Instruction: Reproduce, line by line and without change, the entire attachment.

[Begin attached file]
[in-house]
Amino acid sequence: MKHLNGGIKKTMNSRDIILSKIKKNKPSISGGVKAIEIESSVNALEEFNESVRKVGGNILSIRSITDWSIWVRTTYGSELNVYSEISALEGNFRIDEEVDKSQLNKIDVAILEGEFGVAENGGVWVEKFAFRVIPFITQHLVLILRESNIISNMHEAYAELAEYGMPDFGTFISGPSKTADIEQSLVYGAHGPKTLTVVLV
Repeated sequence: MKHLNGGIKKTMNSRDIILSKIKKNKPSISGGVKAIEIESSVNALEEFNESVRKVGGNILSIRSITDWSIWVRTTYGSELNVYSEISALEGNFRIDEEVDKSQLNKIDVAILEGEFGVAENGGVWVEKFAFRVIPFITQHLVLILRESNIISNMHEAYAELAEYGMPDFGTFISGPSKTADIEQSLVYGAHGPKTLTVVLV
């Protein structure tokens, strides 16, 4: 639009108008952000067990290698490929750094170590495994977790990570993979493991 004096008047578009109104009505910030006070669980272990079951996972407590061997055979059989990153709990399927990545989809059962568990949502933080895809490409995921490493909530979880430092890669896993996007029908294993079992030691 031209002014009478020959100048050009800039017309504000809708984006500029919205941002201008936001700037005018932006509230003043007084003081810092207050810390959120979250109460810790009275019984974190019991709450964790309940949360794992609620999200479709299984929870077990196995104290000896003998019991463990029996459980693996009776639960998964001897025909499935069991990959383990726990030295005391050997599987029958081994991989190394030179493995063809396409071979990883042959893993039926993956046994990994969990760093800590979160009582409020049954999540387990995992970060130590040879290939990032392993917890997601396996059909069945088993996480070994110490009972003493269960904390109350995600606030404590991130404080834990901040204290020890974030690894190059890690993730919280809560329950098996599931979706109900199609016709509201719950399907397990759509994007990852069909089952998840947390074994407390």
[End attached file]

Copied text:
[in-house]
Amino acid sequence: MKHLNGGIKKTMNSRDIILSKIKKNKPSISGGVKAIEIESSVNALEEFNESVRKVGGNILSIRSITDWSIWVRTTYGSELNVYSEISALEGNFRIDEEVDKSQLNKIDVAILEGEFGVAENGGVWVEKFAFRVIPFITQHLVLILRESNIISNMHEAYAELAEYGMPDFGTFISGPSKTADIEQSLVYGAHGPKTLTVVLV
Repeated sequence: MKHLNGGIKKTMNSRDIILSKIKKNKPSISGGVKAIEIESSVNALEEFNESVRKVGGNILSIRSITDWSIWVRTTYGSELNVYSEISALEGNFRIDEEVDKSQLNKIDVAILEGEFGVAENGGVWVEKFAFRVIPFITQHLVLILRESNIISNMHEAYAELAEYGMPDFGTFISGPSKTADIEQSLVYGAHGPKTLTVVLV
């Protein structure tokens, strides 16, 4: 639009108008952000067990290698490929750094170590495994977790990570993979493991 004096008047578009109104009505910030006070669980272990079951996972407590061997055979059989990153709990399927990545989809059962568990949502933080895809490409995921490493909530979880430092890669896993996007029908294993079992030691 031209002014009478020959100048050009800039017309504000809708984006500029919205941002201008936001700037005018932006509230003043007084003081810092207050810390959120979250109460810790009275019984974190019991709450964790309940949360794992609620999200479709299984929870077990196995104290000896003998019991463990029996459980693996009776639960998964001897025909499935069991990959383990726990030295005391050997599987029958081994991989190394030179493995063809396409071979990883042959893993039926993956046994990994969990760093800590979160009582409020049954999540387990995992970060130590040879290939990032392993917890997601396996059909069945088993996480070994110490009972003493269960904390109350995600606030404590991130404080834990901040204290020890974030690894190059890690993730919280809560329950098996599931979706109900199609016709509201719950399907397990759509994007990852069909089952998840947390074994407390």